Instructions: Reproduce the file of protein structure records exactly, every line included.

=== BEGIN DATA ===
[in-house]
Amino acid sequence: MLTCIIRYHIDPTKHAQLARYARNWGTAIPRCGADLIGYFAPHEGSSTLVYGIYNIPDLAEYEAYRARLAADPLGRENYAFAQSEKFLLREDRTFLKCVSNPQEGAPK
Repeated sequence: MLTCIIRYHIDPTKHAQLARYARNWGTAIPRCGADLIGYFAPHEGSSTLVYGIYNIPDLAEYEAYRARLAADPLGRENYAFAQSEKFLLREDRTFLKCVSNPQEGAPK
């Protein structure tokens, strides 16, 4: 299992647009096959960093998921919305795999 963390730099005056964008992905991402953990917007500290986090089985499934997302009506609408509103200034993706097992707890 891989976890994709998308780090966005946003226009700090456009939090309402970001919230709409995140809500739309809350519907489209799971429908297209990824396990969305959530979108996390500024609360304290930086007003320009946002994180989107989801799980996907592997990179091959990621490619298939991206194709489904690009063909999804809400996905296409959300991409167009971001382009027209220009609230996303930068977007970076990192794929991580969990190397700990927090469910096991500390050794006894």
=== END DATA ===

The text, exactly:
[in-house]
Amino acid sequence: MLTCIIRYHIDPTKHAQLARYARNWGTAIPRCGADLIGYFAPHEGSSTLVYGIYNIPDLAEYEAYRARLAADPLGRENYAFAQSEKFLLREDRTFLKCVSNPQEGAPK
Repeated sequence: MLTCIIRYHIDPTKHAQLARYARNWGTAIPRCGADLIGYFAPHEGSSTLVYGIYNIPDLAEYEAYRARLAADPLGRENYAFAQSEKFLLREDRTFLKCVSNPQEGAPK
């Protein structure tokens, strides 16, 4: 299992647009096959960093998921919305795999 963390730099005056964008992905991402953990917007500290986090089985499934997302009506609408509103200034993706097992707890 891989976890994709998308780090966005946003226009700090456009939090309402970001919230709409995140809500739309809350519907489209799971429908297209990824396990969305959530979108996390500024609360304290930086007003320009946002994180989107989801799980996907592997990179091959990621490619298939991206194709489904690009063909999804809400996905296409959300991409167009971001382009027209220009609230996303930068977007970076990192794929991580969990190397700990927090469910096991500390050794006894």